Longhorn 100 awards bring connection and community to Longhorn-run businesses

Grace Xu, General News Reporter

The inaugural 2023 Longhorn 100 awards celebrated the 100 fastest growing Longhorn-run businesses in the world, connecting generations of Longhorn business leaders and current students. 

The event, held by Texas Exes on May 18, “creates an opportunity to expand networks with business leaders, inspire fellow longhorns and raise awareness of the incredible entrepreneurship that starts on the Forty Acres,” according to their website. Chuck Harris, the CEO and executive director of Texas Exes, said the Longhorn 100 awards really began about two years ago, with the conception of the Longhorn Business Network.

“I’ve lived in Washington D.C., and LA and different places, and I’m always running my businesses,” Harris said. “I’ve never had a Longhorn that wouldn’t take my call or take a meeting. So, it just occurred to me that we have a lot of Longhorn founders, entrepreneurs out there and we don’t really have a scalable way to connect them all together.” 

Award winner Kristy Owen, founder of 365 Things Austin, said she felt it was important to find those connections with people and other businesses early in their careers to ensure success.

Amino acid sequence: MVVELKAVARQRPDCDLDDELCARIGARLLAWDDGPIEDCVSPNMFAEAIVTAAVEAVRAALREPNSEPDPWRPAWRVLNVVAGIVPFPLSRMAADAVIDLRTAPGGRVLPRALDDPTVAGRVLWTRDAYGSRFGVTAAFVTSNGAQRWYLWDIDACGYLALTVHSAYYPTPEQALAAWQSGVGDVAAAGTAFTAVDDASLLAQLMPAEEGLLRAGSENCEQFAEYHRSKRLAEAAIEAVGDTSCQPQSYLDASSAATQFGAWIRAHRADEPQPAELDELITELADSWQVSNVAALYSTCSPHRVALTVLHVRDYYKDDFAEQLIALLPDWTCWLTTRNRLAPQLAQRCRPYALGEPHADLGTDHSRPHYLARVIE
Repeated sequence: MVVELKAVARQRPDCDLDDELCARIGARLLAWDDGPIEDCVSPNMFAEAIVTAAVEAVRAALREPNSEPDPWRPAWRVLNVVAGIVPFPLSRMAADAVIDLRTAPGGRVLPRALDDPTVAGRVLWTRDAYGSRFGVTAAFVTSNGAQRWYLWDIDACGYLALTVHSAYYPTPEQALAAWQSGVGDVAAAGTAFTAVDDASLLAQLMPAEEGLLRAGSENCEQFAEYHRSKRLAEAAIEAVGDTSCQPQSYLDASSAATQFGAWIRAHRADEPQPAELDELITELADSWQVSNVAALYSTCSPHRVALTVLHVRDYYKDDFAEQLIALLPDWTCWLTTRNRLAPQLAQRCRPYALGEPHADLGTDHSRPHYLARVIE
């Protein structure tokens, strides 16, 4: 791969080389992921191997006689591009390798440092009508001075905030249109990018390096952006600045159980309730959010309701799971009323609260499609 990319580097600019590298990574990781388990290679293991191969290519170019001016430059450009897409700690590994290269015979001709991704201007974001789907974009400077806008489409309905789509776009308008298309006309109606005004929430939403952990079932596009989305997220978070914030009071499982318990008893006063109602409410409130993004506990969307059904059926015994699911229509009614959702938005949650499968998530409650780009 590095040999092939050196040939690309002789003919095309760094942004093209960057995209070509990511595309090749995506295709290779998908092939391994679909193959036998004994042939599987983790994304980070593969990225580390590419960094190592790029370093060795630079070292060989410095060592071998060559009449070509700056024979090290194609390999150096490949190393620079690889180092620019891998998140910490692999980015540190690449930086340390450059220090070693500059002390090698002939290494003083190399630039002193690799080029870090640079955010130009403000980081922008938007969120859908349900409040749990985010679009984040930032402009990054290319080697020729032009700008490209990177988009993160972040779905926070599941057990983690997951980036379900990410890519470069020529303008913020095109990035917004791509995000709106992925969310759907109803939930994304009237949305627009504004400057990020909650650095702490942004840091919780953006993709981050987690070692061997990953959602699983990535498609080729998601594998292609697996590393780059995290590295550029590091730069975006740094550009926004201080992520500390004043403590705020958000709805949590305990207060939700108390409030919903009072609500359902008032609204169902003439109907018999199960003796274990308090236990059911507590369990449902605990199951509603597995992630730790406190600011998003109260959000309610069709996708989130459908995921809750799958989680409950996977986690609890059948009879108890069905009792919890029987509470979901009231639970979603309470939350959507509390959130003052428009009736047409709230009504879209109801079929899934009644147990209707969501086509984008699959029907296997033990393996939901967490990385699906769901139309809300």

“A lot of our community has a way of helping each other out and connecting really well,” Owen said. “Having the Longhorn 100 is almost like having a golden network of people that want to see you succeed.”

Harris said that such networks are “invaluable” for prospective entrepreneurs. He said connecting with people who can help others avoid their mistakes is the greatest gift in business.

“It’s cool seeing some of these businesses from UT,” event attendee Christian McWilliams said. “I’ve met a few people in my major and it’s nice to see how some people have progressed and have made a big impact on the world around them.”   

As a student presenter, McWilliams, an environmental science and Plan II junior, was among what many of the attendees considered to be the stars of the show. 

“Just being around students is just wonderful,” said Edward Charrier, co-founder, CEO and President of Fractilia. “It’s energizing. You get to see everyone’s (excitement) about what they’re doing and the possibilities of the future.” 

For the future of Longhorn 100, Harris said he hopes to see it collaborate more with student entrepreneurship centers and raise awareness on the vast number of CEOs, founders and creators graduating from the University.

“In a year or two, we’ll have stories that say these two companies found each other at the Longhorn Business Network or the Longhorn 100,” Harris said. “(UT) is the place to come to if you want to be an entrepreneur, founder or work with a team of people who want to do that.”